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Arts and Entertainment

Friends, Meet Your Mother

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Billed as the next Friends, the new CBS comedy How I Met Your Mother made its debut on Monday night. But there is a big difference between the two shows: Friends focused on the relationships between six likeable friends in New York, while Mother has just only five. (And for a city as diverse as New York, the cast is all still pretty vanilla. Likeable, but we're just sayin'.)

The pilot for sitcom focuses on Ted (Josh Radnor) whose nesting instinct kicks in immediately after his best friend and hapless roommate Marshall (Jason Segal from Freaks and Geeks) proposes to his longtime girlfriend Lily (Alyson Hannigan, with shades of her American Pie persona). He calls wingman, and bit of a wingnut, Barney (Neil Patrick Harris) to kvetch, and Barney immediately tells him to "suit up" and meet him at their watering hole (a cross between Central Perkand Cheers.)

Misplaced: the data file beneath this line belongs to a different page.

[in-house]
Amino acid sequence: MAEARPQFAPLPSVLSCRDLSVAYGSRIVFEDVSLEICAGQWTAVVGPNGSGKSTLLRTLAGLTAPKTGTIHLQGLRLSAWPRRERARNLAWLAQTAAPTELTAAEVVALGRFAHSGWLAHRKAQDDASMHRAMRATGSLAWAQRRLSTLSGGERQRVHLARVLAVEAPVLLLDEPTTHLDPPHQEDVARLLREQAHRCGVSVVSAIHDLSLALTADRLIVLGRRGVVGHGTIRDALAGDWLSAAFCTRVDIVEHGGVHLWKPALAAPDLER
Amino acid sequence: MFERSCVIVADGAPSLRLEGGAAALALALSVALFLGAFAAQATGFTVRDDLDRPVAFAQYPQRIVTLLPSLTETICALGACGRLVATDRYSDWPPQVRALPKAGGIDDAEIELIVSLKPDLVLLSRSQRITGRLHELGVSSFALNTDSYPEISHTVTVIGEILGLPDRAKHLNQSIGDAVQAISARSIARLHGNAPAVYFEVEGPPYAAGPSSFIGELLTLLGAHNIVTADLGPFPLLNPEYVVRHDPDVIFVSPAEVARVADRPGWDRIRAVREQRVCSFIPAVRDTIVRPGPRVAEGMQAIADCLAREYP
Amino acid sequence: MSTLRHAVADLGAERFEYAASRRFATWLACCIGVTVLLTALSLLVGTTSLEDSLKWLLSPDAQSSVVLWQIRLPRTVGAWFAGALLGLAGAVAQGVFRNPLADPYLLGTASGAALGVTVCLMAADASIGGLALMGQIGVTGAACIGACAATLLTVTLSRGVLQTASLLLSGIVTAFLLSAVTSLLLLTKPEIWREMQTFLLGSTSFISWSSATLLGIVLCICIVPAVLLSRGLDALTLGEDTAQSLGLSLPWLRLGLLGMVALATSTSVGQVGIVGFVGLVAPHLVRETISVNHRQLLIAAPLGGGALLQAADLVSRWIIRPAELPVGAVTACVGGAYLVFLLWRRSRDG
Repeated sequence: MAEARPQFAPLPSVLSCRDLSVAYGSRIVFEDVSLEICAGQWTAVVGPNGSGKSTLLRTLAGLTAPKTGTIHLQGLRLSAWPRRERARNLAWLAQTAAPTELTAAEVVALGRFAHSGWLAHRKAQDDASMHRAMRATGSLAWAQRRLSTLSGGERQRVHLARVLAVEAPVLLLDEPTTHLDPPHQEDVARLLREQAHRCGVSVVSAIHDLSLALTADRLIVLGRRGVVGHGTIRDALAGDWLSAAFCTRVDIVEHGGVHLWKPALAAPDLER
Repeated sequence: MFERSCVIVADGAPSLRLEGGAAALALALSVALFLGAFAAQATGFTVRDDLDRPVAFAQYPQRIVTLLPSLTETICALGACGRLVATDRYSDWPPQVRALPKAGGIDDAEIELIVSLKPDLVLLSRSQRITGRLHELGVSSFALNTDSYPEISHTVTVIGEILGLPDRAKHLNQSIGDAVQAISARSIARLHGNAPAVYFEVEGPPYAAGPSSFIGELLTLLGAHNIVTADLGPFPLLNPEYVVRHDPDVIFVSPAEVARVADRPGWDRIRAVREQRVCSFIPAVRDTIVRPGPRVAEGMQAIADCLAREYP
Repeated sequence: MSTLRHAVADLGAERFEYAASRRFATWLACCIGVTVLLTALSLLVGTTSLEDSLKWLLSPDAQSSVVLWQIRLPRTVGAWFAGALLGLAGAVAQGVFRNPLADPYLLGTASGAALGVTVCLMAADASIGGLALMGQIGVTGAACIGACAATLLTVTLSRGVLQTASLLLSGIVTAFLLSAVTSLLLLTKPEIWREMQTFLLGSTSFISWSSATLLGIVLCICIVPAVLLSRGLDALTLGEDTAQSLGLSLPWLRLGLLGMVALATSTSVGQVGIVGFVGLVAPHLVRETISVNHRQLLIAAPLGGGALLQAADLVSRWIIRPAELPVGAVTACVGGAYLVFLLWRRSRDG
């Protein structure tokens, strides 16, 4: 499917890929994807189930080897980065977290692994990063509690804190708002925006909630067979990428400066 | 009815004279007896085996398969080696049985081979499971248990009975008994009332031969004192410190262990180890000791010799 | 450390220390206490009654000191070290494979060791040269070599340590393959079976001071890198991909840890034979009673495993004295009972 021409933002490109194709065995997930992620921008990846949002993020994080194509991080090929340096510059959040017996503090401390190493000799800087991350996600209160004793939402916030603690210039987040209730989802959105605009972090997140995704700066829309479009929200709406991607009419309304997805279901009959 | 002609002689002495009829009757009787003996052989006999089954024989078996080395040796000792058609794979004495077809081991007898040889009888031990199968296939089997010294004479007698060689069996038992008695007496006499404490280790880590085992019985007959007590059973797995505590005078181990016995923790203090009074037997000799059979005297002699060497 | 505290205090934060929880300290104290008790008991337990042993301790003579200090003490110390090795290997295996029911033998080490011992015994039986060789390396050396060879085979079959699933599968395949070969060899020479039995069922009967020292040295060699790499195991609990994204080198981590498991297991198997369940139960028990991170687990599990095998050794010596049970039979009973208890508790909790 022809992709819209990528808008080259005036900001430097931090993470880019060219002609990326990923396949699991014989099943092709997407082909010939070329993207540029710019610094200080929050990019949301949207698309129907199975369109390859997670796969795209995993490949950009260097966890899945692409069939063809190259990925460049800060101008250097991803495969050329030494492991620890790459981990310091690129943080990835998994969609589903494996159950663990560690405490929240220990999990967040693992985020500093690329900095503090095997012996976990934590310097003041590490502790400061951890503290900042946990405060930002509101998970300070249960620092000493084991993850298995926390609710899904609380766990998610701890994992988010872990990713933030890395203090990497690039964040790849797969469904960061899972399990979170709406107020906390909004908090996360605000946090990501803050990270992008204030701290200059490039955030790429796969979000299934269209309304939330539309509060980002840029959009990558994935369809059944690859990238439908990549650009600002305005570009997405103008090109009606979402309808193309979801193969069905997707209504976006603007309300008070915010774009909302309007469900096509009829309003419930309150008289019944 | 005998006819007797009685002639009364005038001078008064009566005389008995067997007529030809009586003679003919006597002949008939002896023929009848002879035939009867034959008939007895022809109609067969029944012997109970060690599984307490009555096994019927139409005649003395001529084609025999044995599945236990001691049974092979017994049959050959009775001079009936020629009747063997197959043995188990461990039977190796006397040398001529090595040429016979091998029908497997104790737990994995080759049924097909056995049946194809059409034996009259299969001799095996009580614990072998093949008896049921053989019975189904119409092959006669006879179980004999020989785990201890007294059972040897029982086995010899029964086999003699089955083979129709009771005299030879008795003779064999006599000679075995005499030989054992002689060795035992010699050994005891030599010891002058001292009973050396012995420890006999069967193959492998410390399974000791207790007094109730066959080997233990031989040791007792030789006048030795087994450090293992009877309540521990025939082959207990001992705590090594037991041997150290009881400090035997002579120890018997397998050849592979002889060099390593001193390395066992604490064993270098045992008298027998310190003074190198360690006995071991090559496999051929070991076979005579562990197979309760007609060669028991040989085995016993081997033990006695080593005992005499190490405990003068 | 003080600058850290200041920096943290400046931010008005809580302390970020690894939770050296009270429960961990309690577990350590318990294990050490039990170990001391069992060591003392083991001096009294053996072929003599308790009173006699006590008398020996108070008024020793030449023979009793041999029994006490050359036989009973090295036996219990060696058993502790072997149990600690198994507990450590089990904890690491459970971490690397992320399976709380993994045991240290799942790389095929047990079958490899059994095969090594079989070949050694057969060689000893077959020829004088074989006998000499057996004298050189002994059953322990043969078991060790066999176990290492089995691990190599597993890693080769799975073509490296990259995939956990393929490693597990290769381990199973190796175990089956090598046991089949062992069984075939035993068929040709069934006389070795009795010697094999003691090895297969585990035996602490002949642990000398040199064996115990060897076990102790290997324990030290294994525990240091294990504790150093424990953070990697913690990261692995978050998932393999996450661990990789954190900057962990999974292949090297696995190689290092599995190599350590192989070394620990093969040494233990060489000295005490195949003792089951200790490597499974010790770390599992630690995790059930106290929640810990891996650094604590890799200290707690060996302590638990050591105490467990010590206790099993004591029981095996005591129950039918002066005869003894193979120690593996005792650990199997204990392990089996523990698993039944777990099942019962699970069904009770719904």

At the bar, Ted spots beautiful Robin (Cobie Smulders) and the attraction is immediate. He scores a date for the following night and tries to be suave and charming -- all up until he blurts out "I love you" at the end of the evening. Understandably, the level-headed Robin is taken aback, in a kind of "who is this psycho?" kind of way, but still intrigued. So this is where the comedy takes us -- on the road to romance between Ted and Robin. But...there's a little twist:

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The story is told through a series of flashbacks by an older Ted (voiceover by Bob Saget) to his incredulous teenage kids, hence the title of the series. At the end of the pilot, Ted reveals to the kids, "So that's how I met your Aunt Robin." And they -- as well as the audience -- let out a collective "whaaaaat?"

Hopefully, Hannigan and Segal will get to strech their comedic skills in future episodes, and Ted will get to develop more of a personality rather than play a puppy dog. And so far, we can relate to Robin's normalcy -- and her character seems to have a little more depth than the usual romantic interest. But most importantly, Mother marks the return of -- ready for it -- Doogie Howser, M.D.

In the end, How I Met Your Mother is a story about the journey and not the destination. LAist will go along for the ride -- for a few more episodes, anyway.